Wednesday, March 09, 2005

I am not going to let go of this one so easily…

Yesterday I did get two wishes in the end for a “Happy Women’s Day:” one from a friend who was told to do it (“wish me a Happy Women’s Day already since no one else has!” – he obliged, probably somewhat terrified at my insistence) and the other from a friend who is plugged into a feminist network that supports the holiday on this side of the ocean.

Meanwhile, my sister writes this from Poland:

Women's Day is alive and well in this country. On March 7th already I noticed that a lot of men in Leclerc [a food store] were buying chocolates. Then yesterday, March 8th, you never saw so many people on the streets walking with flowers - those who just got them and those about to give them. Tulips mostly, all colors - yellow, orange, red, pink. A few roses here and there and some yellow jonquils. But not a sign of carnations. It looks like once the socialist Women's Day speeches are gone [this is a reference to the fact that the holiday was once much politicized and the government made a point of underscoring the role of women in building a socialist state], people get to enjoy this holiday. After all, can you really get annoyed if someone gives you flowers?

It sounds quite wonderful to me. Can we perhaps just once in a while be the importers of social custom instead of always sending our own abroad?

I suppose he can have the “bunny” part, though it hardly seems appropriate to call a former president a bunny...

I heard Bush Sr. refer to Clinton yesterday as the Energizer Bunny. Now, I do not mind that a former president promotes a certain brand of battery – after all, former Olympians are all about plugging brands and they get good money for it. Bush was doing this for free, demonstrating his enduring diplomatic panache. A man with the UN written all over his forehead. [Possibly there are some Bush – Energizer connections, but none that I am aware of.]

But I do mind the Energizer Bunny tag being brandished without care or deliberation. I have always wanted to appropriate the label as my own! I am the original bounce-back kid, the one with stamina and grit, Polish peasant stock pumps through my veins as it had for generations before me. I’m the one with ENERGY. I haven’t much to brag about, but this descriptor truly ought to be mine.

As for Clinton? The man is playing golf to raise money. It’s noble, it’s grand, but it’s also golf. And with respect to his health stamina, what can I say, he’s got the time to embark on a full scale fitness program! I have to squeeze things in. He’s 58 and basically out of a job. I’m fully employed and teaching overtime.

Can we share the label? No! If I share it, it will be with someone I find (energy-wise) inspiring. Someone who sleeps even less than I do and appears at peace with this, someone who does not play the guitar at night because of tiredness, but instead, learns a new language and builds a telescope strong enough to detect the Galilean moons around Jupiter. Or, I’ll share it with my grandmother. She’s no longer living and she never finished even grade school, so the telescope-building is not workable, but she had stamina! And grit! And heart. There's a true Energizer Bunny for you.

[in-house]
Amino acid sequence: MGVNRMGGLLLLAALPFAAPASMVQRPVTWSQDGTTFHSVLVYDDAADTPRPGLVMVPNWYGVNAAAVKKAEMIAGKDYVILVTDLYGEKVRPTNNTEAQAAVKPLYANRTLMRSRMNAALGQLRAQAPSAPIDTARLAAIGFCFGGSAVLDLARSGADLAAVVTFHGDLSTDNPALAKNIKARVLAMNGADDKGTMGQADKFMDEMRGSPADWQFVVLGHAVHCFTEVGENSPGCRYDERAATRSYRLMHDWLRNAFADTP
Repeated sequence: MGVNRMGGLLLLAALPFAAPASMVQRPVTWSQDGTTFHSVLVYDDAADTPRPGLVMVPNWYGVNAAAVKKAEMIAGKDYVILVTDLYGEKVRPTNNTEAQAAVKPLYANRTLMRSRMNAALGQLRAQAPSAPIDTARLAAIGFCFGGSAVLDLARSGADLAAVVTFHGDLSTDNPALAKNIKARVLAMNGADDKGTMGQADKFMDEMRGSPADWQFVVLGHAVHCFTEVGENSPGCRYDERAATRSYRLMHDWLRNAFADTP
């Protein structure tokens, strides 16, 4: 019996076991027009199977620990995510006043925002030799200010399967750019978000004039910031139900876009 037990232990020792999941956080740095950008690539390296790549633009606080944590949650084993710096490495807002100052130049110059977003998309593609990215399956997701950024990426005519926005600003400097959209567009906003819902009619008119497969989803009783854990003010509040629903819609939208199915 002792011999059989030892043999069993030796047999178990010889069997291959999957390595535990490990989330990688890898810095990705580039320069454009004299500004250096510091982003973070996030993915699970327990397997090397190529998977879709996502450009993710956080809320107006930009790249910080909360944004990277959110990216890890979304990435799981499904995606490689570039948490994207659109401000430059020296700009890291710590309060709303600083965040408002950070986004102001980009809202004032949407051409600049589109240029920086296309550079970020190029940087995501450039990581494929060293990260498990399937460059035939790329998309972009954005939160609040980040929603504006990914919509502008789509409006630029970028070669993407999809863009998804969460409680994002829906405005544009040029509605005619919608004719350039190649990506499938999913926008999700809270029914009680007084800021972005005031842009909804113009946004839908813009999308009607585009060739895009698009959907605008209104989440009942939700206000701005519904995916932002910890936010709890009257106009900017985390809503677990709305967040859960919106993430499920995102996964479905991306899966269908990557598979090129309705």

You’ve changed, my mother told me a few years back…

And I don’t think she meant in a good way. Perhaps she detected some ossification of traits she had wished would go away. Or, she suddenly saw parallels between the adult (more than just adult by now!) daughter and other adult members of the family she wasn’t especially fond of at the time. Quite likely.

I saw hope in that statement. For after all, doesn’t it mean we are capable of change? Regardless of how others judge the direction of it, isn’t it a sign that, with a little twitching, we can actually steer ourselves in a desirable (in our view) direction?

Last night proved that my mom was wrong and so my bubble of hope for a different, better me popped, making puddles of wistful thinking about how I could some day be a person who actually does what she sets out to do.

Because last night, I did what I had done for years and years back in high school, when I was, I thought, less “mature” and “disciplined.” What I did was simple: I stretched out on the floor, leaned against the foot of the couch, took out my guitar and played my Russian ballads. With some Polish odes thrown in. For hours I was there, with my guitar, letting that plunk and warble flow.

Sorry, mom. Once a guitar-playing wallower always a guitar-playing wallower. All that self-improvement I put aside in high school in favor of this rather fainéant activity? It was never meant to be. Some people industriously apply themselves to mastering the next level of whatever intellectual task or project they have undertaken in life and I think nothing of letting three hours slip humming about the sadness of never seeing Alexander Sergeiev Pushkin*, only to move slowly, wistfully into a poetic little tribute to summer

(with apologies for the roughness of my translations)

* What was once, will never return, it’s pointless to feel anguished about it,
Every era has its order, its beauty,
And yet I am saddened, that in this doorway, Pushkin will never appear,
I so crave, if only for a short moment, to sit down over a cognac with him.
(from the Russian poet, Bulat Okudzawa)

** Grasshoppers ran before me in a gallop
From underneath their hooves, flowers burst into bloom
Frogs in ponds lit fires of sound
In the sky the moon set flames of light to stars…
(the imagery in this song is Polish through and through)